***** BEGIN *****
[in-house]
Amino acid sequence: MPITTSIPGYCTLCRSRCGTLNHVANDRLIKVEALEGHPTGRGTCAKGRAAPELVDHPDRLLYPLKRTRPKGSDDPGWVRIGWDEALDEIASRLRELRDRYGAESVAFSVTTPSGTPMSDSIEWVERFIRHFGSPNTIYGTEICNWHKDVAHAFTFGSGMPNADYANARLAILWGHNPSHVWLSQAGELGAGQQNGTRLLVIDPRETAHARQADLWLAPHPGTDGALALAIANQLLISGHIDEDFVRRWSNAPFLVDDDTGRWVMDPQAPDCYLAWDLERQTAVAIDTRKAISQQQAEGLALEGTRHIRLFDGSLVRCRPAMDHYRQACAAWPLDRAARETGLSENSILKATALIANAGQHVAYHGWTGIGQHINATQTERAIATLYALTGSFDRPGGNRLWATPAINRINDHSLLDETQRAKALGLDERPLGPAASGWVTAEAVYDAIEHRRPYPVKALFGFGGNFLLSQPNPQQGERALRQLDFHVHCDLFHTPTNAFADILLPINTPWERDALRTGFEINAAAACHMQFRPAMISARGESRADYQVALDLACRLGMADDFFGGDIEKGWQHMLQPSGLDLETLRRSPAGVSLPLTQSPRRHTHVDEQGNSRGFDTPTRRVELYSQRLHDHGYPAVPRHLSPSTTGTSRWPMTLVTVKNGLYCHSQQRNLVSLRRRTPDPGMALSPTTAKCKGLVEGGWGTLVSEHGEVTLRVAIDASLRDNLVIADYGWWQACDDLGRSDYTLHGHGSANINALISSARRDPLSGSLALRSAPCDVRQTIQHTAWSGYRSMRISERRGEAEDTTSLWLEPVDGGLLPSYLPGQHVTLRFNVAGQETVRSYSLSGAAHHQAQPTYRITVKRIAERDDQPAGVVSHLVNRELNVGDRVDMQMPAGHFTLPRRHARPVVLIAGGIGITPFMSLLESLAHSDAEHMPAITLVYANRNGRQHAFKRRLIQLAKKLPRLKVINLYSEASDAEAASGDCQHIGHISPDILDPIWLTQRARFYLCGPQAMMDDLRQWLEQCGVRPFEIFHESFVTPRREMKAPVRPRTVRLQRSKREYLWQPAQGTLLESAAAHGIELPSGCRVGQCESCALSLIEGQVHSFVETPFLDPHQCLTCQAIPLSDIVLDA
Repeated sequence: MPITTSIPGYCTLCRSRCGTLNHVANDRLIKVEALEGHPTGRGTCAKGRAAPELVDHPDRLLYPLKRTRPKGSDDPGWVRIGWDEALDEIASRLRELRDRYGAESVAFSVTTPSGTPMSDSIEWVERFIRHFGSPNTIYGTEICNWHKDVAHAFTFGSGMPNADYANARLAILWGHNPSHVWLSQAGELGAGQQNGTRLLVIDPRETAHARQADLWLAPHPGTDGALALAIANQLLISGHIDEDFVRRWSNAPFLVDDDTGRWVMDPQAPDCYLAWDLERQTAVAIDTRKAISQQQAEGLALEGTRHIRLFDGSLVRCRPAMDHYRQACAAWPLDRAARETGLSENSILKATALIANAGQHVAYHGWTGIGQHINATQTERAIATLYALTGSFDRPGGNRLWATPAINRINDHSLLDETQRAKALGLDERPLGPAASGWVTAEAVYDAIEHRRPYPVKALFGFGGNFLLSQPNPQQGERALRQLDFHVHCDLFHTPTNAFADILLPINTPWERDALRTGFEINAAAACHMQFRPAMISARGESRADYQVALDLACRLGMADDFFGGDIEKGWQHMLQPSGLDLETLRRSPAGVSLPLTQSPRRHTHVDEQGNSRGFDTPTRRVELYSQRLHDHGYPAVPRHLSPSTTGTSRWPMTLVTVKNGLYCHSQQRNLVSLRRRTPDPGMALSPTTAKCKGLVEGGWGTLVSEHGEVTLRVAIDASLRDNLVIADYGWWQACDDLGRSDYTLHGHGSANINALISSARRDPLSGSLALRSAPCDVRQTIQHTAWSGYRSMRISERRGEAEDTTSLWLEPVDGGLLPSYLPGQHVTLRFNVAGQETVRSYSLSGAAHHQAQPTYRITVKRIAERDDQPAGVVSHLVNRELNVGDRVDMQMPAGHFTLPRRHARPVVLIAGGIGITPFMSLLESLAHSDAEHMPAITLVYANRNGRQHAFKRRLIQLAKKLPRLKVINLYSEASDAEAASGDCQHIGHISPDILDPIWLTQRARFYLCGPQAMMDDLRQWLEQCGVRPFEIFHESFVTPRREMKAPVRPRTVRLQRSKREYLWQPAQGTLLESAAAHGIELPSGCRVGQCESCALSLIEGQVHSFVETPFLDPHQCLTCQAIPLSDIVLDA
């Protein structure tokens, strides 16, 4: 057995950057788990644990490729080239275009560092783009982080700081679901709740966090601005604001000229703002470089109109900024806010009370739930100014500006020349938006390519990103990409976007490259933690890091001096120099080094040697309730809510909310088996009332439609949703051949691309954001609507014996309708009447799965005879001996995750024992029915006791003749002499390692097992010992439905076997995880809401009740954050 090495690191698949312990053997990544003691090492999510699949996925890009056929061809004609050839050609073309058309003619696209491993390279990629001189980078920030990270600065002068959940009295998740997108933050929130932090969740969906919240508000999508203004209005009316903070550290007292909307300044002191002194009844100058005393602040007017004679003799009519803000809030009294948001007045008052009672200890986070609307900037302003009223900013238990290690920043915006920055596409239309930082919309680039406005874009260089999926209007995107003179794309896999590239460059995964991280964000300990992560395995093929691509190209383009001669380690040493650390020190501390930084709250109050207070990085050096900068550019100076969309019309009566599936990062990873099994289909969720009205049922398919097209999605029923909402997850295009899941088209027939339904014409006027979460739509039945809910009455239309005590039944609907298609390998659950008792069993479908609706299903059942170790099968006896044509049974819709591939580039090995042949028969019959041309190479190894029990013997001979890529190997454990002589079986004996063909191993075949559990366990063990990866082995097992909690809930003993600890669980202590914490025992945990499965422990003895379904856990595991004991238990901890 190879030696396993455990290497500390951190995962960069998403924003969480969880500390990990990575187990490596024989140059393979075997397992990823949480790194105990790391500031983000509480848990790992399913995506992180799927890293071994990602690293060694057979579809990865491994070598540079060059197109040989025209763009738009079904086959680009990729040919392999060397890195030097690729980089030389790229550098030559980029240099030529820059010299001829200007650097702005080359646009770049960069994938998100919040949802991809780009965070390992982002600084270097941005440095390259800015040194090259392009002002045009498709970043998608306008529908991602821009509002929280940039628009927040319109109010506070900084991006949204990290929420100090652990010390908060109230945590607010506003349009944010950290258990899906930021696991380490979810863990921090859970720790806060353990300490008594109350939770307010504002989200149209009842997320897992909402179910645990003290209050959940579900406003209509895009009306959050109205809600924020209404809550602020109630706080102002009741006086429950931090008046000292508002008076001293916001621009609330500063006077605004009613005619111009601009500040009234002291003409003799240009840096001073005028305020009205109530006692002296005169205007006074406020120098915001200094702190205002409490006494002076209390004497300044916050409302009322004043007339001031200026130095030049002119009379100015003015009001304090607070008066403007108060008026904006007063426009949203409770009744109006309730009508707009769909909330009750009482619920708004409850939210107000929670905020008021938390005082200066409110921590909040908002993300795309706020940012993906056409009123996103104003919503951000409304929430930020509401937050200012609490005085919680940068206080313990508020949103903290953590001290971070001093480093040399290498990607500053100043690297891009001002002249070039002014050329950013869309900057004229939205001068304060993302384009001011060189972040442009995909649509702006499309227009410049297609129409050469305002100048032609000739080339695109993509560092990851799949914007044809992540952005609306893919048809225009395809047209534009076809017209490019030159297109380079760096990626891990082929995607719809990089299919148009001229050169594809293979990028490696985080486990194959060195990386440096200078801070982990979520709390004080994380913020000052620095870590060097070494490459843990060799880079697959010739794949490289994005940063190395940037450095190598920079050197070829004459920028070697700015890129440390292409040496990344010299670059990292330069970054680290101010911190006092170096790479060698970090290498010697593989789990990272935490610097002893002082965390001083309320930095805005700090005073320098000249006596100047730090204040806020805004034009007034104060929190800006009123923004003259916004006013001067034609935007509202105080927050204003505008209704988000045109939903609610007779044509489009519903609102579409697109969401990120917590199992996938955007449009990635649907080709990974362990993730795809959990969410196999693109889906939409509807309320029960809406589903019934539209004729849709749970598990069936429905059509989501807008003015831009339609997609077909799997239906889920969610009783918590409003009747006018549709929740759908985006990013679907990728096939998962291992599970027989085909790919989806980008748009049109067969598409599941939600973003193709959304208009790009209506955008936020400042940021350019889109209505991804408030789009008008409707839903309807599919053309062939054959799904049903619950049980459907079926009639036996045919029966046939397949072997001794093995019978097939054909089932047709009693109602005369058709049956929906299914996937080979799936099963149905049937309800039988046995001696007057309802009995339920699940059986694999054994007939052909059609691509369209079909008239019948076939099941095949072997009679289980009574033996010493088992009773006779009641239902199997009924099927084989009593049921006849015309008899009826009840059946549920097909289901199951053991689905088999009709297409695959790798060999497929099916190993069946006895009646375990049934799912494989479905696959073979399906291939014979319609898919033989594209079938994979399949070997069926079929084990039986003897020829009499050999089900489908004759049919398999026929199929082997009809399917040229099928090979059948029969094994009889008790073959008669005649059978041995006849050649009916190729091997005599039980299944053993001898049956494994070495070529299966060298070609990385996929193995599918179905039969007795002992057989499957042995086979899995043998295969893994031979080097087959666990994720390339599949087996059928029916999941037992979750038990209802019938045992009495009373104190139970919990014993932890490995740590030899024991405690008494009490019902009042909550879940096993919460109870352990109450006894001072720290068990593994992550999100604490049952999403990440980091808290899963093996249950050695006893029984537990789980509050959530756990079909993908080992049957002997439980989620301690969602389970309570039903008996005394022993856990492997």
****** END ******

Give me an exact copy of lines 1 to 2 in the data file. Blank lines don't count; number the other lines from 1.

[in-house]
Amino acid sequence: MPITTSIPGYCTLCRSRCGTLNHVANDRLIKVEALEGHPTGRGTCAKGRAAPELVDHPDRLLYPLKRTRPKGSDDPGWVRIGWDEALDEIASRLRELRDRYGAESVAFSVTTPSGTPMSDSIEWVERFIRHFGSPNTIYGTEICNWHKDVAHAFTFGSGMPNADYANARLAILWGHNPSHVWLSQAGELGAGQQNGTRLLVIDPRETAHARQADLWLAPHPGTDGALALAIANQLLISGHIDEDFVRRWSNAPFLVDDDTGRWVMDPQAPDCYLAWDLERQTAVAIDTRKAISQQQAEGLALEGTRHIRLFDGSLVRCRPAMDHYRQACAAWPLDRAARETGLSENSILKATALIANAGQHVAYHGWTGIGQHINATQTERAIATLYALTGSFDRPGGNRLWATPAINRINDHSLLDETQRAKALGLDERPLGPAASGWVTAEAVYDAIEHRRPYPVKALFGFGGNFLLSQPNPQQGERALRQLDFHVHCDLFHTPTNAFADILLPINTPWERDALRTGFEINAAAACHMQFRPAMISARGESRADYQVALDLACRLGMADDFFGGDIEKGWQHMLQPSGLDLETLRRSPAGVSLPLTQSPRRHTHVDEQGNSRGFDTPTRRVELYSQRLHDHGYPAVPRHLSPSTTGTSRWPMTLVTVKNGLYCHSQQRNLVSLRRRTPDPGMALSPTTAKCKGLVEGGWGTLVSEHGEVTLRVAIDASLRDNLVIADYGWWQACDDLGRSDYTLHGHGSANINALISSARRDPLSGSLALRSAPCDVRQTIQHTAWSGYRSMRISERRGEAEDTTSLWLEPVDGGLLPSYLPGQHVTLRFNVAGQETVRSYSLSGAAHHQAQPTYRITVKRIAERDDQPAGVVSHLVNRELNVGDRVDMQMPAGHFTLPRRHARPVVLIAGGIGITPFMSLLESLAHSDAEHMPAITLVYANRNGRQHAFKRRLIQLAKKLPRLKVINLYSEASDAEAASGDCQHIGHISPDILDPIWLTQRARFYLCGPQAMMDDLRQWLEQCGVRPFEIFHESFVTPRREMKAPVRPRTVRLQRSKREYLWQPAQGTLLESAAAHGIELPSGCRVGQCESCALSLIEGQVHSFVETPFLDPHQCLTCQAIPLSDIVLDA